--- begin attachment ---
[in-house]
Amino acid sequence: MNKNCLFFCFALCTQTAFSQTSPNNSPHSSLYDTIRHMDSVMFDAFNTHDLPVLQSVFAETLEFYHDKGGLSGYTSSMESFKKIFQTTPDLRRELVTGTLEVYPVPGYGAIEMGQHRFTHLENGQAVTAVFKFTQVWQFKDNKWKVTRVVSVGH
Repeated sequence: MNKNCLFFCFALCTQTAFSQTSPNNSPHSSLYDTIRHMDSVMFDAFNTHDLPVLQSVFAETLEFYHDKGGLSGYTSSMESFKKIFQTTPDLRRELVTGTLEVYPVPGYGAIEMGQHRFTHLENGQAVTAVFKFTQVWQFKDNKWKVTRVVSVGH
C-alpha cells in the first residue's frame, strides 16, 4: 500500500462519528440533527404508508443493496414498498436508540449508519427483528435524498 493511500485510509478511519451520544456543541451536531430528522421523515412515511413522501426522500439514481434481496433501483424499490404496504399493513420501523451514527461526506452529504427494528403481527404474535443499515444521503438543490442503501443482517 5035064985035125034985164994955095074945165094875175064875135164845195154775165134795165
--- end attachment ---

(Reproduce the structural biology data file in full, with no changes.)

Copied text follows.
[in-house]
Amino acid sequence: MNKNCLFFCFALCTQTAFSQTSPNNSPHSSLYDTIRHMDSVMFDAFNTHDLPVLQSVFAETLEFYHDKGGLSGYTSSMESFKKIFQTTPDLRRELVTGTLEVYPVPGYGAIEMGQHRFTHLENGQAVTAVFKFTQVWQFKDNKWKVTRVVSVGH
Repeated sequence: MNKNCLFFCFALCTQTAFSQTSPNNSPHSSLYDTIRHMDSVMFDAFNTHDLPVLQSVFAETLEFYHDKGGLSGYTSSMESFKKIFQTTPDLRRELVTGTLEVYPVPGYGAIEMGQHRFTHLENGQAVTAVFKFTQVWQFKDNKWKVTRVVSVGH
C-alpha cells in the first residue's frame, strides 16, 4: 500500500462519528440533527404508508443493496414498498436508540449508519427483528435524498 493511500485510509478511519451520544456543541451536531430528522421523515412515511413522501426522500439514481434481496433501483424499490404496504399493513420501523451514527461526506452529504427494528403481527404474535443499515444521503438543490442503501443482517 5035064985035125034985164994955095074945165094875175064875135164845195154775165134795165